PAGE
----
As asking prices for houses in England and Wales rise to a record high, prospective first time buyers who have carefully saved their deposits in Help to Buy ISAs are finding themselves priced out of the market. With the maximum threshold on houses that can be bought under the scheme set at £250,000 for homes outside London, and £450,000 in London, prices of two and three bedroom homes are rising above this cap in more and more areas. Research has shown that just one in ten three bedroom homes in London have an asking price that actually qualifies for the scheme.
The rise in price for starter homes will leave millions trapped in rented accommodation unable to afford to save enough for the substantial deposit needed. As the ISA bonus scheme was set up to aid first time buyers save for their deposit, this outcome is exactly the situation that the government was trying to eliminate. The Help to Buy ISA has previously been criticised as a quick fix solution that will only benefit those who are already better off, but more houses in general are needed throughout the country, especially ones that are affordable to those on an ordinary wage.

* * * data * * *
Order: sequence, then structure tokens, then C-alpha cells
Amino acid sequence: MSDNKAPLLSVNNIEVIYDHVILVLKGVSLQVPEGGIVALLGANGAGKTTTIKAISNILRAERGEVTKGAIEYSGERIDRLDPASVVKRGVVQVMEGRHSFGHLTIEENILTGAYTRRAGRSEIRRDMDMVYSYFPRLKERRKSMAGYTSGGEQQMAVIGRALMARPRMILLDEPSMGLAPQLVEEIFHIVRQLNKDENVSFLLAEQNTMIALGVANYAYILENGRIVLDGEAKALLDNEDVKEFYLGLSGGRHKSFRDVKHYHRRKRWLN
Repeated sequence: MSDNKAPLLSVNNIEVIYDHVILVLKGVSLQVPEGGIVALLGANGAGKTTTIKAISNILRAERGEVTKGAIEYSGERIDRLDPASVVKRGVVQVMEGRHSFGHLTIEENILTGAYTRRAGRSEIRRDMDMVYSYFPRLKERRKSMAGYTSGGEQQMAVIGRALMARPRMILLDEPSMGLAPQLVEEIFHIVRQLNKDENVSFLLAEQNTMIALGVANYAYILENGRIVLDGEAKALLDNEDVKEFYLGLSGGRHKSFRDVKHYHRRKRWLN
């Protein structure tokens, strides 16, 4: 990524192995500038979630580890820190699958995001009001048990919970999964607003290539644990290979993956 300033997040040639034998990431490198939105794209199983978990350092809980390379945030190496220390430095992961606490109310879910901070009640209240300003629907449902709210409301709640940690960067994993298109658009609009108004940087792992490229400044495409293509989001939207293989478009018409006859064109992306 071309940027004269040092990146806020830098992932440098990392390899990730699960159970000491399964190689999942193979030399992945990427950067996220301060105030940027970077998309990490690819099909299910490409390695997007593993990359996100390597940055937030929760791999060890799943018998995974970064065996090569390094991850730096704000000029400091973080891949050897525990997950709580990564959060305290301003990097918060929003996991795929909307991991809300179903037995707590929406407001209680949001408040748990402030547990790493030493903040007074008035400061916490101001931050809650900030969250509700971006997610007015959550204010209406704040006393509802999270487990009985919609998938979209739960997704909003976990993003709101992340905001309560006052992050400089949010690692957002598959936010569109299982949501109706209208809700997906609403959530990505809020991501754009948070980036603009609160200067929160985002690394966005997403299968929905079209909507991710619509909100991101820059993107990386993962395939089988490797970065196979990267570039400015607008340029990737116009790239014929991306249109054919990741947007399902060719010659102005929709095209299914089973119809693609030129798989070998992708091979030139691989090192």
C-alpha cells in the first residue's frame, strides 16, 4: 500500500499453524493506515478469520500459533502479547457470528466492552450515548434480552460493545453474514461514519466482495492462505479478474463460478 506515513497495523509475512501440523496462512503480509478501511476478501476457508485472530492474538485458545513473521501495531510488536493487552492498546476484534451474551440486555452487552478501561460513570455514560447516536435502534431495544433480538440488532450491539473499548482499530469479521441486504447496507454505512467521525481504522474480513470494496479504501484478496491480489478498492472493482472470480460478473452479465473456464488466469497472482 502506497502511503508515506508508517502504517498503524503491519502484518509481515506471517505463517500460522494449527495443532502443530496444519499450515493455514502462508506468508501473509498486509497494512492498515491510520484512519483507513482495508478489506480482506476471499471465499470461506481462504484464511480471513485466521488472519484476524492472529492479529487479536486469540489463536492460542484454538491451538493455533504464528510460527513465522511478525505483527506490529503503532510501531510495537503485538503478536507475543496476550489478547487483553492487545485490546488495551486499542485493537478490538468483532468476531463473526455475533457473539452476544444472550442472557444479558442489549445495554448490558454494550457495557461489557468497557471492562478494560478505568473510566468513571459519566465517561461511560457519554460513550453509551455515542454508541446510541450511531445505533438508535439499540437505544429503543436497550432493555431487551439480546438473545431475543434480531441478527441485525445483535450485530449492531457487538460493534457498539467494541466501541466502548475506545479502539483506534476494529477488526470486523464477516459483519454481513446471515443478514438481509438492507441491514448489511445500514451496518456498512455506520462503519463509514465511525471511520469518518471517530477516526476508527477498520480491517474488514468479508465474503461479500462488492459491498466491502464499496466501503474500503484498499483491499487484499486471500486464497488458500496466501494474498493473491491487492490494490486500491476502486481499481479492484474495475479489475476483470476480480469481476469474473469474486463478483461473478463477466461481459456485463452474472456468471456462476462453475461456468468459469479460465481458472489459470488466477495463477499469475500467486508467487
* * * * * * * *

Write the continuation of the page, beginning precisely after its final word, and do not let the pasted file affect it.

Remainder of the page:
The average asking price for homes in England and Wales is currently 5.5% higher than this time last year, coming in at £310,471. As the referendum also makes for an uncertain future in the housing market, Help to Buy ISA holders can only hope house prices will soon settle in a region that fits the conditions that will allow them to claim their bonuses.
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